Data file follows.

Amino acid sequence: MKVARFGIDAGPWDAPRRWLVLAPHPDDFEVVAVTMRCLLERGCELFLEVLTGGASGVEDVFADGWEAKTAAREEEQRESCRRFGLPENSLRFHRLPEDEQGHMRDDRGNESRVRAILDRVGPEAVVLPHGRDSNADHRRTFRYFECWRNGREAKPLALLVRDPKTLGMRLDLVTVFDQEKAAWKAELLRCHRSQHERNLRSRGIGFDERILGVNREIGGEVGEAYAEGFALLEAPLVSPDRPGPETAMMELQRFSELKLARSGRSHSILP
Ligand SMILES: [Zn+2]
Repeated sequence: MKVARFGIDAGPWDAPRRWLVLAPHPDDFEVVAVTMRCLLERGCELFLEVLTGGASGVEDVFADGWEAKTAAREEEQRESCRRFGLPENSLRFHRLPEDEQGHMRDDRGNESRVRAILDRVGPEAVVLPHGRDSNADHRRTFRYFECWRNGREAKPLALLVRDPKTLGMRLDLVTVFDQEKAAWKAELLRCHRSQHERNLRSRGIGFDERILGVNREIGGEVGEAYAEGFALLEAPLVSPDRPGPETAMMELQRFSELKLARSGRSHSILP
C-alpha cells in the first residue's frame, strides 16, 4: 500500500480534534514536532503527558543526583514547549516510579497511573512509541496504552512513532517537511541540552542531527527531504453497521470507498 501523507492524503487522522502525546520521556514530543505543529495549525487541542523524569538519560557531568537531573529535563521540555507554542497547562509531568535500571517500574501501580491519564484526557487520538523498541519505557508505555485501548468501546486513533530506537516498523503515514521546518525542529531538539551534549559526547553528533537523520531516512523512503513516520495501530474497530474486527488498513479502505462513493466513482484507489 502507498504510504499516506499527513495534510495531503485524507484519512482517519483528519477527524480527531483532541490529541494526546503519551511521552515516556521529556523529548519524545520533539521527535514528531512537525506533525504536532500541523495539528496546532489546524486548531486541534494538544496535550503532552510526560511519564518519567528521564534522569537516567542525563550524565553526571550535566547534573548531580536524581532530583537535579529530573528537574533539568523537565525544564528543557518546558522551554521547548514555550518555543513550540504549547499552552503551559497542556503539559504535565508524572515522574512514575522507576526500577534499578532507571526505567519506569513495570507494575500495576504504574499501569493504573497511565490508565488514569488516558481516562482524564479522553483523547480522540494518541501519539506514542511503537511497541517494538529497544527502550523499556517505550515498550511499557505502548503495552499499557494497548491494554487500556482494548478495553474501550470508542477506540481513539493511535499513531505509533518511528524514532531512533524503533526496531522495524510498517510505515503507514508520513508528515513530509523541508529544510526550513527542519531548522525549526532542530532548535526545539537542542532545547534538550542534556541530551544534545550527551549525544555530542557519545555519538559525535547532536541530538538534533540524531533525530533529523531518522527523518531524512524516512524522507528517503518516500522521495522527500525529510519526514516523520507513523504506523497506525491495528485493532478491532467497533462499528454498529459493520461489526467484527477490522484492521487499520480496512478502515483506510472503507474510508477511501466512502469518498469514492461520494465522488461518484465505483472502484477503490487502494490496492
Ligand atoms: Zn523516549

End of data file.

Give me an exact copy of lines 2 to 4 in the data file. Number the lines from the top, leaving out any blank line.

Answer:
Ligand SMILES: [Zn+2]
Repeated sequence: MKVARFGIDAGPWDAPRRWLVLAPHPDDFEVVAVTMRCLLERGCELFLEVLTGGASGVEDVFADGWEAKTAAREEEQRESCRRFGLPENSLRFHRLPEDEQGHMRDDRGNESRVRAILDRVGPEAVVLPHGRDSNADHRRTFRYFECWRNGREAKPLALLVRDPKTLGMRLDLVTVFDQEKAAWKAELLRCHRSQHERNLRSRGIGFDERILGVNREIGGEVGEAYAEGFALLEAPLVSPDRPGPETAMMELQRFSELKLARSGRSHSILP
C-alpha cells in the first residue's frame, strides 16, 4: 500500500480534534514536532503527558543526583514547549516510579497511573512509541496504552512513532517537511541540552542531527527531504453497521470507498 501523507492524503487522522502525546520521556514530543505543529495549525487541542523524569538519560557531568537531573529535563521540555507554542497547562509531568535500571517500574501501580491519564484526557487520538523498541519505557508505555485501548468501546486513533530506537516498523503515514521546518525542529531538539551534549559526547553528533537523520531516512523512503513516520495501530474497530474486527488498513479502505462513493466513482484507489 502507498504510504499516506499527513495534510495531503485524507484519512482517519483528519477527524480527531483532541490529541494526546503519551511521552515516556521529556523529548519524545520533539521527535514528531512537525506533525504536532500541523495539528496546532489546524486548531486541534494538544496535550503532552510526560511519564518519567528521564534522569537516567542525563550524565553526571550535566547534573548531580536524581532530583537535579529530573528537574533539568523537565525544564528543557518546558522551554521547548514555550518555543513550540504549547499552552503551559497542556503539559504535565508524572515522574512514575522507576526500577534499578532507571526505567519506569513495570507494575500495576504504574499501569493504573497511565490508565488514569488516558481516562482524564479522553483523547480522540494518541501519539506514542511503537511497541517494538529497544527502550523499556517505550515498550511499557505502548503495552499499557494497548491494554487500556482494548478495553474501550470508542477506540481513539493511535499513531505509533518511528524514532531512533524503533526496531522495524510498517510505515503507514508520513508528515513530509523541508529544510526550513527542519531548522525549526532542530532548535526545539537542542532545547534538550542534556541530551544534545550527551549525544555530542557519545555519538559525535547532536541530538538534533540524531533525530533529523531518522527523518531524512524516512524522507528517503518516500522521495522527500525529510519526514516523520507513523504506523497506525491495528485493532478491532467497533462499528454498529459493520461489526467484527477490522484492521487499520480496512478502515483506510472503507474510508477511501466512502469518498469514492461520494465522488461518484465505483472502484477503490487502494490496492